How are environmental measures realized in European hydropower?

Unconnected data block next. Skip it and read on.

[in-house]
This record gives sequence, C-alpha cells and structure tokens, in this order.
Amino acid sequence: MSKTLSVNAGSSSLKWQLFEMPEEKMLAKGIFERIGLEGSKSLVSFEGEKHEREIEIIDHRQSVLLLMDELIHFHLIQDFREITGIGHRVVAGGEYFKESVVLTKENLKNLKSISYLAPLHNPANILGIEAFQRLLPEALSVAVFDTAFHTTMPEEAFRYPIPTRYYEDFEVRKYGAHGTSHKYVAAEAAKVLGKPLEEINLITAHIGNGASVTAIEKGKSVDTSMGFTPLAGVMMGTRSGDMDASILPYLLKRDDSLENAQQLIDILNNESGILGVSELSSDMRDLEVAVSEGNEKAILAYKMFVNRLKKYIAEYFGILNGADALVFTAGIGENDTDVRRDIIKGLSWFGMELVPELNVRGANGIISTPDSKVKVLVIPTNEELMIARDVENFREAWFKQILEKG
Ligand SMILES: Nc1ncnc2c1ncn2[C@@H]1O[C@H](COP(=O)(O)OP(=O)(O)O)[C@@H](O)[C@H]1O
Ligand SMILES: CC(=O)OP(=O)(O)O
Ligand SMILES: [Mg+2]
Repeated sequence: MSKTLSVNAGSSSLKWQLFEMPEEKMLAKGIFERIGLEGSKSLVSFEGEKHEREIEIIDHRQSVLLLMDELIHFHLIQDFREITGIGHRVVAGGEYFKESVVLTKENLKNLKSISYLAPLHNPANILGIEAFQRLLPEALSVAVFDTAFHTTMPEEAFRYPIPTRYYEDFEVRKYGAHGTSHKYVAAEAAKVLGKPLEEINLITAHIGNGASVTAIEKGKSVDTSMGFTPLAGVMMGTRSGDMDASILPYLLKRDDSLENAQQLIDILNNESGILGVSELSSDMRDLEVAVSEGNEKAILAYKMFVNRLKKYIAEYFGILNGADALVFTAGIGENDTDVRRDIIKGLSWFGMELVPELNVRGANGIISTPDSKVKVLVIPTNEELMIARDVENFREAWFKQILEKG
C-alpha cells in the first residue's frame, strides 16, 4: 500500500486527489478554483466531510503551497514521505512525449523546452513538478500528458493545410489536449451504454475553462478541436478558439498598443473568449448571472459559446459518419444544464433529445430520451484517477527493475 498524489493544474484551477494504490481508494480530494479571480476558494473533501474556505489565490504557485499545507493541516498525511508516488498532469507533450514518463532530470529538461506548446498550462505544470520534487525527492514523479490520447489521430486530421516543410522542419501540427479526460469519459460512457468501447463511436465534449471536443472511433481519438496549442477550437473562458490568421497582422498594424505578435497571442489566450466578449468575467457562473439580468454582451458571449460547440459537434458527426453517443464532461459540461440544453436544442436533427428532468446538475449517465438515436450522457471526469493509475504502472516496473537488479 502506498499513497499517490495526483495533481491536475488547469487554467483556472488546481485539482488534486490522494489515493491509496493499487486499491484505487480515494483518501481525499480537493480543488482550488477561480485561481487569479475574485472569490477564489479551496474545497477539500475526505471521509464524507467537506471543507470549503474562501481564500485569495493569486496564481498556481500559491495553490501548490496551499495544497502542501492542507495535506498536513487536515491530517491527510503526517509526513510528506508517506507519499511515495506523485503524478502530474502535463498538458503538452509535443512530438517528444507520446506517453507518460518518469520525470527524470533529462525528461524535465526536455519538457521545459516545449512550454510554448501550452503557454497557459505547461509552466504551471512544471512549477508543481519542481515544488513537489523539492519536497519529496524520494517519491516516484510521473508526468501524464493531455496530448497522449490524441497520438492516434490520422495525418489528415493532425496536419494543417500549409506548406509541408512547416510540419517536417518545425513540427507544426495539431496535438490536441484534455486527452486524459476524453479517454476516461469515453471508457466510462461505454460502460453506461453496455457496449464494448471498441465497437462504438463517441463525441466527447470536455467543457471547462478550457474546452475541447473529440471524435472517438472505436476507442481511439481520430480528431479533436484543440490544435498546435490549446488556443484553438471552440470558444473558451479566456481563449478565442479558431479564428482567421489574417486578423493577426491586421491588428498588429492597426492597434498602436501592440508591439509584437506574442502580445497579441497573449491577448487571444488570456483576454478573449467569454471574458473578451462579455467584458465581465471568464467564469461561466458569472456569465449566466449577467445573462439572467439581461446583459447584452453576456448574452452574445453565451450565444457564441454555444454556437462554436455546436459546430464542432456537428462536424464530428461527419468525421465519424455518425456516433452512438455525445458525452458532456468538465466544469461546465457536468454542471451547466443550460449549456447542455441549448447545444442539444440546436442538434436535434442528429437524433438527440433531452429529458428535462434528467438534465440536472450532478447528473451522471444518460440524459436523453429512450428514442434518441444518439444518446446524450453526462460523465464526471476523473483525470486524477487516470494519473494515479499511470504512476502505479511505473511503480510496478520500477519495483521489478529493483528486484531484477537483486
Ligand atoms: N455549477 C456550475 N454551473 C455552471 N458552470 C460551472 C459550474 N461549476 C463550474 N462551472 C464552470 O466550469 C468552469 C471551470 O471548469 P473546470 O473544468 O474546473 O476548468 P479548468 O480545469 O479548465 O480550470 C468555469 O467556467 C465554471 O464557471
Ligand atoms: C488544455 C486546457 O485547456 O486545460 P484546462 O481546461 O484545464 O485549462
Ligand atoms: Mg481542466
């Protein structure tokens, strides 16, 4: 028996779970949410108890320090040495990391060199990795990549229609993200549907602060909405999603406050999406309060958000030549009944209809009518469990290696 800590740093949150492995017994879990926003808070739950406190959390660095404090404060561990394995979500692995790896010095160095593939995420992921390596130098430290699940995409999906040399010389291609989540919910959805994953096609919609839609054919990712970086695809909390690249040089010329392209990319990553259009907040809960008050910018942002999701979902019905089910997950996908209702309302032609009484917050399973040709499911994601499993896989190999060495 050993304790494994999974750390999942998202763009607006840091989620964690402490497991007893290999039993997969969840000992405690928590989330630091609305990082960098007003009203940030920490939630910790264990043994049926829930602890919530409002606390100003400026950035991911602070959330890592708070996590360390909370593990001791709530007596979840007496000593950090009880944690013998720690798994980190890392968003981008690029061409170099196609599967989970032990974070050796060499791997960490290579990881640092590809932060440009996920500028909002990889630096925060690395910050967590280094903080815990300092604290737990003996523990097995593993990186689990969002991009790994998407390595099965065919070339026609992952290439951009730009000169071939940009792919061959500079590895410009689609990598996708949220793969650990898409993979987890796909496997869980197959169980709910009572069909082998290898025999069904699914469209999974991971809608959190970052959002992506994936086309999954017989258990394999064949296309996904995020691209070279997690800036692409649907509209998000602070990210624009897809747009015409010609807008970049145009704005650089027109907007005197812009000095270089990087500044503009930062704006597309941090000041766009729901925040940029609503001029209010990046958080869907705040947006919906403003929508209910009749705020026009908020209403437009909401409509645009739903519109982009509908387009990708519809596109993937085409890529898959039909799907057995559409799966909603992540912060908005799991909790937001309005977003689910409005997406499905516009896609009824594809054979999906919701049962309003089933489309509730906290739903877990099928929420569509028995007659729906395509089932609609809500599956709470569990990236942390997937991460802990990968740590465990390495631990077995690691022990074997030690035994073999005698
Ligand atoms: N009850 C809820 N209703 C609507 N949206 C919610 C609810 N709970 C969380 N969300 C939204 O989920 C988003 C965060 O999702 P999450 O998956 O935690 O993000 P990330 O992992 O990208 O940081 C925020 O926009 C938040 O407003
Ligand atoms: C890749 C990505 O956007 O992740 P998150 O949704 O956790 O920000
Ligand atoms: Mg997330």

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This report explores how environmental measures are realized in European hydropower production, how they are financed, and how trade‐offs between hydropower production, environmental restoration and value creation are considered. How do other European countries deal with the challenges that the conflicting objectives of (increased) production of renewable energy on one hand, and of improving environmental conditions of the regulated watercourses on the other hand, pose? We are seeking more knowledge of how “greener” solutions are implemented in other European countries, and if such efforts can be a valid reference for Norwegian hydropower producers and exporters. In this study we map the current situation related to hydropower production, environmental status of the regulated water bodies and implemented measures, management practices, methods to assess trade‐offs and funding mechanisms in three European countries that are amongst the larger producers of hydropower in Europe in terms of installed capacity ‐ Austria, Switzerland and Sweden. We used desk‐top document studies and conducted structured interviews in the respective countries during spring/summer 2018. As the report clearly shows, the challenge and need to balance the complex nexus of trade‐offs between energy services and environmental objectives is quite similar in the analysed case countries. All three countries have made legal revisions and set new environmental goals. There exist now legal references enabling the enforcement to realize environmental mitigating measures, but the types of mitigation measures and their actual implementation varies. In all countries, efforts by single hydropower companies and NGOs were documented, with support of local, regional and national administrations, to implement environmental mitigation measures on a voluntary basis. Market‐based, private funding solutions such as support schemes of the eco‐labels Naturemade star (origin: Switzerland) and Bra Miljöval (origin: Sweden) play a role, but also EU public funding sources such as the EU LIFE‐program contribute to such endeavours (e.g. in Austria). Private, voluntary schemes such as the Bra Miljöval and Naturemade Star eco‐labels provide additional funding for environmental measures by addressing the environmentally conscious customers willing to pay an additional fee for “greener” hydropower. Such eco‐labels appear to be win‐win solutions for hydropower companies that are also concerned with reputation management as an integral part of a more diversified European energy market.